“What about a Bible?” asked one of the witnesses. Someone
remembered that President Kennedy had kept a Bible in the bedroom
and went to get it.
“I do solemnly swear…”
The oath lasted 28 seconds. At 2:38 p.m., Lyndon B. Johnson
became the 36th President of the United States. The big jet’s
engines already were screaming. “Now, let’s get airborne,” he
LBJ & Jackie Kennedy, JFK In Augusta Chronicle – “Little People Numbed,” Lee Harvey Oswald, shots of vintage copy of The Augusta Chronicle, November 23rd, 1963, Augusta, Georgia, photo © 2008 by QuoinMonkey. All rights reserved.
The Augusta Chronicle Caption — Lee Harvey Oswald was arrested in Dallas and charged Friday night with the murder of President Kennedy. Oswald was captured in a downtown Dallas theater after an alert cashier notified police a suspicious looking man had entered the theater shortly after the shooting. Oswald attempted to shoot his captors inside the theater but his pistol misfired. Four years ago Oswald said he was applying for Russian citizenship. His wife is Russian.
Stoughton had an amazing collection of photographs and memorabilia. He appeared on Public Television’s Antiques Roadshow in June 2007 where they estimated his collection at $75,000. Cecil Stoughton died a few weeks ago, on Monday, November 3rd, 2008. By some odd twist of fate, a pre-scheduled, taped segment of his 2007 Antiques Roadshow episode was rebroadcast that Monday night, about an hour after he died.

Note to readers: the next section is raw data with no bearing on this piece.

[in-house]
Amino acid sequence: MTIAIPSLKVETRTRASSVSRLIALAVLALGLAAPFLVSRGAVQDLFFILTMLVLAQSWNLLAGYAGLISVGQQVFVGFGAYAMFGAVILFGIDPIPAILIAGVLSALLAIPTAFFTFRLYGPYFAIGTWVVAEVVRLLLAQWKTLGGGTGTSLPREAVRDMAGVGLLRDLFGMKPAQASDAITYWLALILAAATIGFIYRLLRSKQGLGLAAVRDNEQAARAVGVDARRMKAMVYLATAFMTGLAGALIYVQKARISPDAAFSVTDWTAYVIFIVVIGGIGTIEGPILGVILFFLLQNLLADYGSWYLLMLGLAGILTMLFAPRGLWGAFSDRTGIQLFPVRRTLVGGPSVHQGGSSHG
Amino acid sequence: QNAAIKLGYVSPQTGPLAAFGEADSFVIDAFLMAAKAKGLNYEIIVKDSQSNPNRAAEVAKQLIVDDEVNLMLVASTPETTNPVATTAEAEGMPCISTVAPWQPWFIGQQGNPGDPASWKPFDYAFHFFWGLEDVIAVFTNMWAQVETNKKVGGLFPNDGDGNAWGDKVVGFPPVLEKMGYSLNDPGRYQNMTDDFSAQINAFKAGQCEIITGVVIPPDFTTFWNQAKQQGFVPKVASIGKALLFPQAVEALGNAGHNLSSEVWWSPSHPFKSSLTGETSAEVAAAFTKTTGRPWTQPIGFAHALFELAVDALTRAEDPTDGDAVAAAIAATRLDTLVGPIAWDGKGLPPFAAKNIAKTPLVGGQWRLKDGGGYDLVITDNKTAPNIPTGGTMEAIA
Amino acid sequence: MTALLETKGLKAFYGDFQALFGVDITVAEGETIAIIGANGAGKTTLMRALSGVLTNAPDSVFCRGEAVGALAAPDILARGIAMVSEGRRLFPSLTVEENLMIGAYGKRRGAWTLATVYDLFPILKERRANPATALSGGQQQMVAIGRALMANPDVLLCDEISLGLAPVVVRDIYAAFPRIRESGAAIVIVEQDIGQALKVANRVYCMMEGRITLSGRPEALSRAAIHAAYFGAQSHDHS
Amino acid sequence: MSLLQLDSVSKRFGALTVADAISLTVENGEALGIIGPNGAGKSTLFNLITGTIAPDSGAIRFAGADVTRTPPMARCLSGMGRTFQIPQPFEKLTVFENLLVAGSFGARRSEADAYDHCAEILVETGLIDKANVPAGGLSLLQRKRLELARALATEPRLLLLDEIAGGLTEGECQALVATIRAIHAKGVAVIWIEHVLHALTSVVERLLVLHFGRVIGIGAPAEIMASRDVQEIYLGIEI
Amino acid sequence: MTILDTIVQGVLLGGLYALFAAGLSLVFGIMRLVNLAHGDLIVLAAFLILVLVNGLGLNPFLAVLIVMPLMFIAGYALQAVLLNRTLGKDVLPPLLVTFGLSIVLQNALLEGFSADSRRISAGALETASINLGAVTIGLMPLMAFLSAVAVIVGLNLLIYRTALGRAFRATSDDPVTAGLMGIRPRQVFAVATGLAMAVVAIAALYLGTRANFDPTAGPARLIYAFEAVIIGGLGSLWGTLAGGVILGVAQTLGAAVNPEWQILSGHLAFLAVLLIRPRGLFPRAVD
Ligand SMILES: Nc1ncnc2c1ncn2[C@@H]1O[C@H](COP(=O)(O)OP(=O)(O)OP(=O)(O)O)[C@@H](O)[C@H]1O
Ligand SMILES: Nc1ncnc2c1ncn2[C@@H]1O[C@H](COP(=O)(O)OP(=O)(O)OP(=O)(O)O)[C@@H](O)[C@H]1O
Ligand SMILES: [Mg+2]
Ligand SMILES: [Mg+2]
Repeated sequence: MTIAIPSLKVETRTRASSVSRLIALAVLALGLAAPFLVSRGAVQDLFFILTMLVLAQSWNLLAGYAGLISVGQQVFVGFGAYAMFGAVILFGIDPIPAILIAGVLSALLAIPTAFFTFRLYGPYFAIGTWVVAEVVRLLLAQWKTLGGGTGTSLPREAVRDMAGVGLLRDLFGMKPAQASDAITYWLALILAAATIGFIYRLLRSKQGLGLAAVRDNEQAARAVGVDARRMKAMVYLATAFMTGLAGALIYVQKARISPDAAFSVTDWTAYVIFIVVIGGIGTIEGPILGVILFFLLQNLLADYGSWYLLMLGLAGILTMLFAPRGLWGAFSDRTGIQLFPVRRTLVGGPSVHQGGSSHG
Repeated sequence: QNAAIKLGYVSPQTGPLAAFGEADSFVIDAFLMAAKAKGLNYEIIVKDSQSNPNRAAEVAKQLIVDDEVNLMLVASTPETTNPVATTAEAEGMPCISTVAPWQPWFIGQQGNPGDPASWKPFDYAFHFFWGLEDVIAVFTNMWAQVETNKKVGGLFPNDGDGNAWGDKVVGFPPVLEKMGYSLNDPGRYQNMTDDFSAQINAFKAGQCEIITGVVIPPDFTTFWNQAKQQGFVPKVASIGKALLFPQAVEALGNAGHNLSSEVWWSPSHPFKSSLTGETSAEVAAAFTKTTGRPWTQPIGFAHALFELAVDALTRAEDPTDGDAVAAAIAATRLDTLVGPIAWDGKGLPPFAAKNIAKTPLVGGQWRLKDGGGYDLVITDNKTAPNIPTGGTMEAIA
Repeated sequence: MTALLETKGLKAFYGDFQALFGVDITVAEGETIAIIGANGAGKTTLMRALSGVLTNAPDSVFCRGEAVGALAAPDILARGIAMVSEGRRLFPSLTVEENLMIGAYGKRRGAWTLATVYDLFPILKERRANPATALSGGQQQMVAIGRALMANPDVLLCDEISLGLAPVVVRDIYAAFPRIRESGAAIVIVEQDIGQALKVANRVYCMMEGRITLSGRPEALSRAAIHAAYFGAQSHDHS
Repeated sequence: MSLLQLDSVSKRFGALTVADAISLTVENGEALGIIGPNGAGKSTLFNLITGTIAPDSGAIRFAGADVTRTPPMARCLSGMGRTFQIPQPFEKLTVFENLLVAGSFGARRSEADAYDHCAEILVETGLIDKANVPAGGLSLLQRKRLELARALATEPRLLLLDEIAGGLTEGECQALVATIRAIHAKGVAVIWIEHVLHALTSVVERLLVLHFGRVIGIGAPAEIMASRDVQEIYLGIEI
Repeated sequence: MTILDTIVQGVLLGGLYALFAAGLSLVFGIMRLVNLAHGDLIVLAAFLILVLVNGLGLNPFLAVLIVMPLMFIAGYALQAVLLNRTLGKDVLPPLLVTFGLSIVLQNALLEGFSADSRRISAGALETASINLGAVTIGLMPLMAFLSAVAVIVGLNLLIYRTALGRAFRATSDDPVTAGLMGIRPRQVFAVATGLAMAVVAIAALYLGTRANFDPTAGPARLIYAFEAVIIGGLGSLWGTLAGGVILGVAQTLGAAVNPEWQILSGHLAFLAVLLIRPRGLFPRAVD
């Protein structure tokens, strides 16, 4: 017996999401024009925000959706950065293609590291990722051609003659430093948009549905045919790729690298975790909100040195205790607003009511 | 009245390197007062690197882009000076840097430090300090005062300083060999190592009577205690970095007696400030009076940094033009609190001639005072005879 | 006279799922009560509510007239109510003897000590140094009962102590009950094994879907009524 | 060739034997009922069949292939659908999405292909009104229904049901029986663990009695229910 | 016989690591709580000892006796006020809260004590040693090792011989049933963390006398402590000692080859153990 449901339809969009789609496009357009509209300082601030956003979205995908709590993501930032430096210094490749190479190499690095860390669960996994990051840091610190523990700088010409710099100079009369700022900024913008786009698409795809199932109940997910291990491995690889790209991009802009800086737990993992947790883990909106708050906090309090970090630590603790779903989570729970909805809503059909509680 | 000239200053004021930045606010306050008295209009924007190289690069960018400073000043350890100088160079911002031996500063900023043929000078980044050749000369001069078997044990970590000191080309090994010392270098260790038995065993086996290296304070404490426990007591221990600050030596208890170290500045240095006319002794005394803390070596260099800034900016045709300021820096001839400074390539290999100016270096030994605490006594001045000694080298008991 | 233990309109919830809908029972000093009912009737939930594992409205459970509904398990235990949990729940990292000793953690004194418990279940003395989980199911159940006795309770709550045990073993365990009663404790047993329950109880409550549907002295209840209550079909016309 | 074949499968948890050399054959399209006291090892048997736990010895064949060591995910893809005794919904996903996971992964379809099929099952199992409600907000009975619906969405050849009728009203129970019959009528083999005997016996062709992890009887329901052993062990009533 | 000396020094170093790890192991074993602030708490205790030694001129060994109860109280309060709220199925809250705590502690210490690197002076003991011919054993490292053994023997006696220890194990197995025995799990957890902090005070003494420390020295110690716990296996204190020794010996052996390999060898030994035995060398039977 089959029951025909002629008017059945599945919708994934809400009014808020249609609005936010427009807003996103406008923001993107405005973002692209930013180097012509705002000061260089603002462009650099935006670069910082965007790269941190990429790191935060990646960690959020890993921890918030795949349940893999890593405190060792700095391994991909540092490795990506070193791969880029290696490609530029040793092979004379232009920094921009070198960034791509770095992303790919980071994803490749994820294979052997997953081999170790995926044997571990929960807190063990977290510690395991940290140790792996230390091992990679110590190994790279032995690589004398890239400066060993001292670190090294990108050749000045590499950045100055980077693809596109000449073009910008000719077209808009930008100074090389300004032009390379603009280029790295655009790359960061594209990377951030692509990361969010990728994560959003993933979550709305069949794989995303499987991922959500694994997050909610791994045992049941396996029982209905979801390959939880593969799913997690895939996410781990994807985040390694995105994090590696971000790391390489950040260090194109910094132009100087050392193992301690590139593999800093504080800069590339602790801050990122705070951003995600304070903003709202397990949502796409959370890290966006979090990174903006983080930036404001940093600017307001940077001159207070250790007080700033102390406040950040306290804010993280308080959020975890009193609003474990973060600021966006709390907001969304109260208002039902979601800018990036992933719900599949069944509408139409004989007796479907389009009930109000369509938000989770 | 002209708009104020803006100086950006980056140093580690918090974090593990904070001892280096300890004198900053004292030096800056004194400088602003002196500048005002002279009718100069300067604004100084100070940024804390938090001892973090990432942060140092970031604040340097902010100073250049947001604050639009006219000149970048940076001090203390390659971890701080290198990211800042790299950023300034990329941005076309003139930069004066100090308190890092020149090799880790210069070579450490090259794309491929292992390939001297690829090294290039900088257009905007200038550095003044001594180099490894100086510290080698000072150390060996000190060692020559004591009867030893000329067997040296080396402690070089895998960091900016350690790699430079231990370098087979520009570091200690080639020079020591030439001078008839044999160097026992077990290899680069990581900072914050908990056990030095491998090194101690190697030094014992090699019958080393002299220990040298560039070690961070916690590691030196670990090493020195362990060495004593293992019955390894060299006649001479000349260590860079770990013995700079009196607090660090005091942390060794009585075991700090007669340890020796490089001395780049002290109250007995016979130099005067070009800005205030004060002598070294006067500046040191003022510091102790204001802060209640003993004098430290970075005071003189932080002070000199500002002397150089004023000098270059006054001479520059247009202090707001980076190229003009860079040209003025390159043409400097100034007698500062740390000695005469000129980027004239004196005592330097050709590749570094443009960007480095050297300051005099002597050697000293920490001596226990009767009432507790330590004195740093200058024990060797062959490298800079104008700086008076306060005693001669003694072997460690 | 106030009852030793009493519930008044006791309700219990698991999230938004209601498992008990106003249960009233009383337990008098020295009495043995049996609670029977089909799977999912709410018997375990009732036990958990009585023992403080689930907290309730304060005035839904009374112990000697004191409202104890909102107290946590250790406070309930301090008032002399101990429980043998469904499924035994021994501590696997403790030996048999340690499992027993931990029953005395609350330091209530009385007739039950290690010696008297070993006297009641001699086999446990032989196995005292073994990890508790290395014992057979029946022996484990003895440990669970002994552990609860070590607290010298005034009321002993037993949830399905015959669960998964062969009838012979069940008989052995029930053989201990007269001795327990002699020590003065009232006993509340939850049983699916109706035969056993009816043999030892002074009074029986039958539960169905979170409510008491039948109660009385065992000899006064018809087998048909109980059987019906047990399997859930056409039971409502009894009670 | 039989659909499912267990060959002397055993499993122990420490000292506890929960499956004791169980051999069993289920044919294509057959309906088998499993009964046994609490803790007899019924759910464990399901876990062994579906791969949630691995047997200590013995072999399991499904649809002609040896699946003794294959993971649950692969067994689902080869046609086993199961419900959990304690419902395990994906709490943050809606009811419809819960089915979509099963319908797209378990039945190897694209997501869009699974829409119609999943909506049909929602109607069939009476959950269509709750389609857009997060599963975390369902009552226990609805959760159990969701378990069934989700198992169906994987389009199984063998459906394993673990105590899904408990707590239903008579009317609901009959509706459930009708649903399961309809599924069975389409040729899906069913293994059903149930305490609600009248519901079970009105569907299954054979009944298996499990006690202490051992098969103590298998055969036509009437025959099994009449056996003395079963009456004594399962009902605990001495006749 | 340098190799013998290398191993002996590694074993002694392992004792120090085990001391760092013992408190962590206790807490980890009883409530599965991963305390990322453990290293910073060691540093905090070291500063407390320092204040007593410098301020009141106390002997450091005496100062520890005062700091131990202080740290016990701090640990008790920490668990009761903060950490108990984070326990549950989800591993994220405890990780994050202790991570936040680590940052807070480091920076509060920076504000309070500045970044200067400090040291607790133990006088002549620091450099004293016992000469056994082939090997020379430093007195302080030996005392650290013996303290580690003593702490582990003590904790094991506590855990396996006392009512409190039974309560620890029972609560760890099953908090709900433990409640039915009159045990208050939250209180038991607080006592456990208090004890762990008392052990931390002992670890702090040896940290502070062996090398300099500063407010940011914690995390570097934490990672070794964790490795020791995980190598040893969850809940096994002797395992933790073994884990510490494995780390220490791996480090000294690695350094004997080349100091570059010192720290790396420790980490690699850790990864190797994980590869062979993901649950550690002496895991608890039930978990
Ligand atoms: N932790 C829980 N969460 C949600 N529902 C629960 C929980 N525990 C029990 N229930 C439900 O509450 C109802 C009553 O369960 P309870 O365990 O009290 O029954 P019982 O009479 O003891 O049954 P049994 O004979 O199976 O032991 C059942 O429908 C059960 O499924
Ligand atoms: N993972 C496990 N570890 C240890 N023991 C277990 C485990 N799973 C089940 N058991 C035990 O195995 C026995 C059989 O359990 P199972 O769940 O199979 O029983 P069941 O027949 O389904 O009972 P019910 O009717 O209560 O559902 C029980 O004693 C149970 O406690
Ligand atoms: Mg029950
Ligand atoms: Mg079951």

World Feels Shot’s Impact, vintage copy of The Augusta Chronicle — South’s Oldest Newspaper — Est. 1785, November 23rd, 1963, Augusta, Georgia, all photos © 2008 by QuoinMonkey. All rights reserved.
There is one last thing that struck me about The Augusta Chronicle account. Above the headline World Feels Shot’s Impact is a smaller headline — Little People Numbed. It reminded me of our recent presidential elections in this country, how the whole world was watching — and how it was the little people — everywoman, everyman — who really made the difference.
The Augusta Chronicle – World Feels Shot’s Impact
Saturday, November 23rd, 2008
Word of President Kennedy’s assassination struck the world’s capitals with shattering impact, leaving heads of state and the man in the street stunned and grief-stricken. While messages of condolence poured into the White House from presidents, premiers and crowned heads, the little people of many lands reacted with numbed disbelief.
Pubs in London and cafes in Paris fell silent, as the news came over radio and television.
In Moscow, a Russian girl walked weeping along the street. At U.N. headquarters in New York, delegates of 111 nations bowed their heads in a moment of silence.
In Buenos Aires, newspapers sounded sirens reserved for news of the utmost gravity.
Britain’s Prime Minister Douglas-Home sent condolences and Sir Winston Churchill branded the slaying a monstrous act.
“The loss to the United States and to the world is incalculable,” Sir Winston declared. “Those who come after Mr. Kennedy must strive the more to achieve the ideals of world peace and happiness and dignity to which his presidency was dedicated.”
-posted on red Ravine, Tuesday, November 18th, 2008